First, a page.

Cooking is an act of love. If a ship´s cook (a cook in general!) does not love what he does, the dish won´t taste good. Yes, you can taste a good motivation and the love that goes into providing a meal. So, if skipping meat makes you depressed, don´t fall for it. Be open, try out new things and be enthused by the fact that no animal whatsoever had to be abused, tortured and cruelly slaughtered to contribute to your meal. Be happy about the fact that no single Cent is flowing from your wallet to the meat industry giants. That´s a good thing to do! So, let´s rock the galley and cook a nice, healthy and tasty meal – and this means first of all and especially with veggie food: Whittling stuff.
You need a sharp knife, a durable underlay, not-shaking hands and yourself being safely wedged especially in sailing heeled to chop all the carrots and potatoes and stuff to smaller parts. Remember: The smaller the chopping the faster the cooking! But be safe as well, your fingertips won´t be the first to be sliced off by a sharp knife in a moment of inattention. Chopping time is also a great chance to delegate some of the work to other crew members off duty: Especially with bigger crews that´s a way to spare work for the chef himself and besides a chance to get to know each other better.
Working in the galley down below can on the other hand be very tedious for another reason too: Seasickness. If the boat is going through even light moved seas, staring down on a cutting board can cause nausea, so be aware of this chance. Sadly, you cannot move the stove out to the cockpit, so if you are seasick (and that really is a serious condition), pay close attention and if work is too nauseous or dangerous, tell the skipper to pass the duty on to another crew member for that matter as the better choice.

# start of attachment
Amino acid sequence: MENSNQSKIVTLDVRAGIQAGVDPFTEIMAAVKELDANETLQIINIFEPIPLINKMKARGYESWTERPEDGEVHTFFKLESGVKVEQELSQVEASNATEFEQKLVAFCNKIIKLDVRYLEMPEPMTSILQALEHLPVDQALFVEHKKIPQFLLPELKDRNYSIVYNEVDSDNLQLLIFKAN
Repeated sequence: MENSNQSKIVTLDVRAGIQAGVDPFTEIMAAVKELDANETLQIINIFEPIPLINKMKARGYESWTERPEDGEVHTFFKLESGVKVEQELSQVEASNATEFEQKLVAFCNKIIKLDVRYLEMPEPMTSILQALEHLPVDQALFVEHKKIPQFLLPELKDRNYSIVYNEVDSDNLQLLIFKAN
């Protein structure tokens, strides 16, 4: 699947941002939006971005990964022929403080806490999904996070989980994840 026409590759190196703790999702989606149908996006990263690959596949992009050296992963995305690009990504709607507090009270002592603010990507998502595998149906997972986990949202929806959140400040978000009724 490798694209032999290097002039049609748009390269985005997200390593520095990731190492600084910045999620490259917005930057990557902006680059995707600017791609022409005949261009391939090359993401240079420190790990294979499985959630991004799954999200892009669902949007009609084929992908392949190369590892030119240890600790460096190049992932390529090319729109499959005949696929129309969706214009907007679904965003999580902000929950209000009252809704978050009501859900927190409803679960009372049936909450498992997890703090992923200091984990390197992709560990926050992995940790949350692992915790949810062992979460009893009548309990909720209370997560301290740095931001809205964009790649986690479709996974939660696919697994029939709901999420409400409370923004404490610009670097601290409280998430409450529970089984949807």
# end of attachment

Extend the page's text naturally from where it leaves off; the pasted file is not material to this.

Some Basic Knowledge for the Newbie Veggie Sailor
Now let´s cook! Veggie cooking – that´s my experience – is more about exciting new stuff to eat and a chance to do some experiments. I never tried to substitute meat because I think that´s the wrong way to face vegetarianism. Instead, I always search for new combinations of basic ingredients, spices and tastes. But even with classic recipes, skipping meat is easy: Take fried potatoes. I just add more onions, some chilli, lots of red pepper and – if available – more of parsley in the end. The fried onions will provide for roasted aroma which triggers saliva production and the digestive system as a whole. The crew won´t miss meat, believe me.
The trick is: Spices and onions. No, that´s true, onions is the basic ingredient in vegetarian food for sure. I remember reading on of the Golden Globe Race-books (Moitessier or Knox-Johnston – I don´t remember exactly) and there the protagonist praises his hundreds of kilograms of onions taken with him on the circumnavigation. This vegetable is full of vitamins and other nice things and it is so versatile on the other hand: If sautéed slowly, onions will turn very sweet which makes a great taste. Fried fast with a lot of heat, they remain a hard texture and develop a lot of roasted aroma which will predominate the meat craving and completely surpress it. The other thing is spices: Normally, salt and pepper will do. But with veggie sailing, you´ll need the whole variety of dried spices. And why not take on some pots of fresh herbage?